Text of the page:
Unlocking the value that powers your community engine
Hey community builders,
A special welcome to the 44 new community builders who joined since last week’s newsletter. If you’re new here, drop me a reply and tell me a bit about the community you’re building.
This week’s newsletter is going to build on the last two issues.
Two weeks ago we discussed the importance of Building for Believers. To find community-member-fit, you focus on members who are already committed.
Last week we answered the follow-up question, “How do you know you’ve found Community-Member-Fit?” I introduced a measurement tool called The Community-Member-Fit Score (CMFS) you can use for tracking CMF over time.
This week, we’re going to explore another model you can use to find, and measure, Community-Member-Fit. It’s a new concept I’ve had bubbling around in my head and have been testing out with clients.
I call it “The Community Activation Point”. I’ll sometimes refer to it as “the CAP”.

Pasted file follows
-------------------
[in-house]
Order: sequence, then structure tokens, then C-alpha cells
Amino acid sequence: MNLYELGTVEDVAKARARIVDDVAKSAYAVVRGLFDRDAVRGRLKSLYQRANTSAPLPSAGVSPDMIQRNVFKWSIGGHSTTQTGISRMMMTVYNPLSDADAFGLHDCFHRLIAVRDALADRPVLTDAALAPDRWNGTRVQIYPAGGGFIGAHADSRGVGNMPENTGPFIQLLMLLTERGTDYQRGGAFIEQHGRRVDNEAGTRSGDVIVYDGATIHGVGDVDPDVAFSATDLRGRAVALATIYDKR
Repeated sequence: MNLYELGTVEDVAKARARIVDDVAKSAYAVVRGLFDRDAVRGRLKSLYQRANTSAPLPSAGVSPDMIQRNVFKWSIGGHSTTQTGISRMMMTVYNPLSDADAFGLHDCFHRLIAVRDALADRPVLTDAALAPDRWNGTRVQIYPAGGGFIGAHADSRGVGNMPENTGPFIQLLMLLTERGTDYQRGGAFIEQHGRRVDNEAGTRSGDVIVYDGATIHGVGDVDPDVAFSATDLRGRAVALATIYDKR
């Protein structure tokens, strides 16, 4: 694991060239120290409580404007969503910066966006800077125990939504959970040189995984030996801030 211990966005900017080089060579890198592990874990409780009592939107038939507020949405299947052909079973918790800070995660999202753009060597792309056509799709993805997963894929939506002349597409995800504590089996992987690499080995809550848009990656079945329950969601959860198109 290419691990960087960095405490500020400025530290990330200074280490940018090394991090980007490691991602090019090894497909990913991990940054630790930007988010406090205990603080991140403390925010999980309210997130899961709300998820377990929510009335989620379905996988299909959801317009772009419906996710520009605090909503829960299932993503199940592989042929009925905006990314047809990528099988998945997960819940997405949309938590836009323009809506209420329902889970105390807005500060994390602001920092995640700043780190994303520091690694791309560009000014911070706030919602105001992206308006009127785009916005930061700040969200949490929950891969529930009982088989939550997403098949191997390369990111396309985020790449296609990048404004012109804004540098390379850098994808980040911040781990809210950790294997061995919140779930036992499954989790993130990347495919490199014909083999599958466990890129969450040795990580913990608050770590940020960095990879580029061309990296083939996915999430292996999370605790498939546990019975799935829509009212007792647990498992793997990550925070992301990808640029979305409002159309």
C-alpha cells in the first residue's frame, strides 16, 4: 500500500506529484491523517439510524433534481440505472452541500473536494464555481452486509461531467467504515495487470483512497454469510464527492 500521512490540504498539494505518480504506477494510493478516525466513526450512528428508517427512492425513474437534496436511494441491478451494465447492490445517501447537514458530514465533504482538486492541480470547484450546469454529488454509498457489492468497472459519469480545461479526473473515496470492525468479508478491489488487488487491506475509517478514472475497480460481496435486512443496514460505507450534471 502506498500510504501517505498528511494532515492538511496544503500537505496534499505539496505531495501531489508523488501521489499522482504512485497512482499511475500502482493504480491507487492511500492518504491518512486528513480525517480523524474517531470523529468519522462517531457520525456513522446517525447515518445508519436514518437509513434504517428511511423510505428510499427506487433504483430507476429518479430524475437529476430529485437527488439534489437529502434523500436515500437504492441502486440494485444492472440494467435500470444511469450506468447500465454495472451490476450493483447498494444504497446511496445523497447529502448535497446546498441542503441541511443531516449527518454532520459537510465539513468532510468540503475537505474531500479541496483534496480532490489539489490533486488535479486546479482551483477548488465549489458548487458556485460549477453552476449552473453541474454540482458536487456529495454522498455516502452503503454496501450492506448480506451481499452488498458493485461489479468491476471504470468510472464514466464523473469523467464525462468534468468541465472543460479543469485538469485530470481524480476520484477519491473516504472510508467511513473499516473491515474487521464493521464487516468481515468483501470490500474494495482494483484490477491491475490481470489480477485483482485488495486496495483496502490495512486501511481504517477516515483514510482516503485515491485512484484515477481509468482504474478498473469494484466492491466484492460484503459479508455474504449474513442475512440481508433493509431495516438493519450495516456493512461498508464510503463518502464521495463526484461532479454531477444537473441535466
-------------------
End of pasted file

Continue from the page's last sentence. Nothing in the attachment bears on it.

I didn’t mean to write an entire series on Community-Member-Fit, but this has been a fun topic to explore together. As this model is so new, I’d love your reflections and feedback. Drop a comment or reply to this email.
Let’s dive in…
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So…what is “the CAP”? ⚡️
The Community Activation Point (aka “the CAP”) is the point at which a member starts creating the value that other members come to the community to consume. It’s the action that sparks the community engine (hence the ⚡️).
If members are organically reaching the CAP, and continue to contribute at that level, the engine gets going and the community grows. If members don’t reach the cap, or they reach the cap but don’t remain there, the community engine comes to a halt. The community stops growing or fails to get off the ground.